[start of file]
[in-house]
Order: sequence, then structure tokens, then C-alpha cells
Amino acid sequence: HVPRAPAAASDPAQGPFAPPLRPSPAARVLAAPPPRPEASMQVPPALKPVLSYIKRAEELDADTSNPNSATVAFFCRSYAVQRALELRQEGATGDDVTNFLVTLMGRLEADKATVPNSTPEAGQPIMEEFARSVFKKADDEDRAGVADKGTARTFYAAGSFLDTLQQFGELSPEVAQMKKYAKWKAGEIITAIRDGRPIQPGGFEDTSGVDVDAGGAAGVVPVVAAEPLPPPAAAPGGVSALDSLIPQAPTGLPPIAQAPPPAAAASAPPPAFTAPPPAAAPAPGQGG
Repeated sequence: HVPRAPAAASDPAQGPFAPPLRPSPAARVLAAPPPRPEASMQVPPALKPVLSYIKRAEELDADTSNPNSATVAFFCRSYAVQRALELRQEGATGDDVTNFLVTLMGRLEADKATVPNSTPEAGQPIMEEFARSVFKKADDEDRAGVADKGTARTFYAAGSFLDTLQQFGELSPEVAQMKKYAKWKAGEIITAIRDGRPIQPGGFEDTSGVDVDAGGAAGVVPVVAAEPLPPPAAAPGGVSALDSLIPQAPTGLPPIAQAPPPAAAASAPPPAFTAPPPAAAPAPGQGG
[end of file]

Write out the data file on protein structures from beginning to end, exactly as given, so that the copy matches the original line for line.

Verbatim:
[in-house]
Order: sequence, then structure tokens, then C-alpha cells
Amino acid sequence: HVPRAPAAASDPAQGPFAPPLRPSPAARVLAAPPPRPEASMQVPPALKPVLSYIKRAEELDADTSNPNSATVAFFCRSYAVQRALELRQEGATGDDVTNFLVTLMGRLEADKATVPNSTPEAGQPIMEEFARSVFKKADDEDRAGVADKGTARTFYAAGSFLDTLQQFGELSPEVAQMKKYAKWKAGEIITAIRDGRPIQPGGFEDTSGVDVDAGGAAGVVPVVAAEPLPPPAAAPGGVSALDSLIPQAPTGLPPIAQAPPPAAAASAPPPAFTAPPPAAAPAPGQGG
Repeated sequence: HVPRAPAAASDPAQGPFAPPLRPSPAARVLAAPPPRPEASMQVPPALKPVLSYIKRAEELDADTSNPNSATVAFFCRSYAVQRALELRQEGATGDDVTNFLVTLMGRLEADKATVPNSTPEAGQPIMEEFARSVFKKADDEDRAGVADKGTARTFYAAGSFLDTLQQFGELSPEVAQMKKYAKWKAGEIITAIRDGRPIQPGGFEDTSGVDVDAGGAAGVVPVVAAEPLPPPAAAPGGVSALDSLIPQAPTGLPPIAQAPPPAAAASAPPPAFTAPPPAAAPAPGQGG